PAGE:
Codling Moth – Facts for Fancy Fruit

Codling Moth

I achieved biofix today (May 9) in our orchard at the Meigs Farm near Lafayette. I have also talked to other growers who had also caught 3-5 moths or more in their pheromone traps. For me, I had caught one moth last week and caught three more over the weekend. This constitutes a sustained flight and thus we have biofix. The assumptions that go with biofix is that if we are catching male moths in the traps, female moths are also flying, are probably being mated, and are laying eggs. Because insects are cold-blooded, their development is primarily driven by heat. The warmer it is, the faster they develop. All insects have a developmental threshold, a temperature below which no development takes place. For codling moth, that temperature is 50o F. So if the temperature is less than 50o, no development takes place. Because growth of insects is temperature dependent, we measure their development in degree days rather than in days. A degree day is when the average temperature for the day is 1 degree above the threshold, so for codling moth, an average temperature of 51o means that that 1 degree day has been accumulated. When approximately 250 degree days have been accumulated after the egg was laid, it can be expected to hatch. Knowing the number of degree days helps to time your insecticide applications better. Please note the chart on page 29 of the Midwest Fruit Pest Management Guide (ID465). Insect growth regulators like Dimilin and Rimon should be applied at 50-75 degree days. Others, like Confirm and Intrepid should be put on at 100-200 degree days. A number of products should be applied at 150-250 degree days and the remainder should be applied at 250 degree days.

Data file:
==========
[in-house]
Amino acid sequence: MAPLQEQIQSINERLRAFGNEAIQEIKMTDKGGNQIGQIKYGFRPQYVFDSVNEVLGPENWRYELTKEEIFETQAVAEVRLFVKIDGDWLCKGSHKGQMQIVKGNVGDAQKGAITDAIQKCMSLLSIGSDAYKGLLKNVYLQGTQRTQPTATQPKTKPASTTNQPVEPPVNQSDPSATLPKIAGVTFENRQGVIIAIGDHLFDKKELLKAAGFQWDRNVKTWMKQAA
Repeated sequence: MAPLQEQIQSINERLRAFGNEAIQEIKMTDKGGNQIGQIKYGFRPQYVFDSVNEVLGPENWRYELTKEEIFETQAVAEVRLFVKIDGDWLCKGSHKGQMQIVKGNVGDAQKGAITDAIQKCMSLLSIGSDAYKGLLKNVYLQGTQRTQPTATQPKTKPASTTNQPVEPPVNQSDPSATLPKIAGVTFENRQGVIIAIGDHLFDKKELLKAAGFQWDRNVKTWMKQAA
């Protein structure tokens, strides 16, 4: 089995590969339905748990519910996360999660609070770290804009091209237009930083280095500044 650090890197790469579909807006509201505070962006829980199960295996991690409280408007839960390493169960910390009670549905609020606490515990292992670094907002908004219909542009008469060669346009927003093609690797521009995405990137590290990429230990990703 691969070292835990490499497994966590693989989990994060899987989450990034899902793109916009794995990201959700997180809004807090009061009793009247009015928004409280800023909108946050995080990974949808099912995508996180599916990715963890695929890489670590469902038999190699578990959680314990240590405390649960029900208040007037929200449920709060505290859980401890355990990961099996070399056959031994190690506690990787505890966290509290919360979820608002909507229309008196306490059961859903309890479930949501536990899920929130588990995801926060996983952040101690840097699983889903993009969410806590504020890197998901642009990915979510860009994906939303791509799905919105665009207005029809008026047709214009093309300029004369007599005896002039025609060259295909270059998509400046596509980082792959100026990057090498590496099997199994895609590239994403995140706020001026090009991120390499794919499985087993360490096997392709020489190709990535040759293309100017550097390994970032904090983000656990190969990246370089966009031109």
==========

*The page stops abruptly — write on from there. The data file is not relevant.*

You can calculate degree days by taking the average of the high and low temperature for the day, dividing by 2, and subtracting 50. If the low is below 50 and the high is above 50, adjust the low to 50 and then divide by 2. If you are unsure about how to calculate degree days, follow me on Twitter at Rick Foster@PurdueFVInsect where I can be doing my calculation daily. Also, feel free to call or email if you have specific questions.

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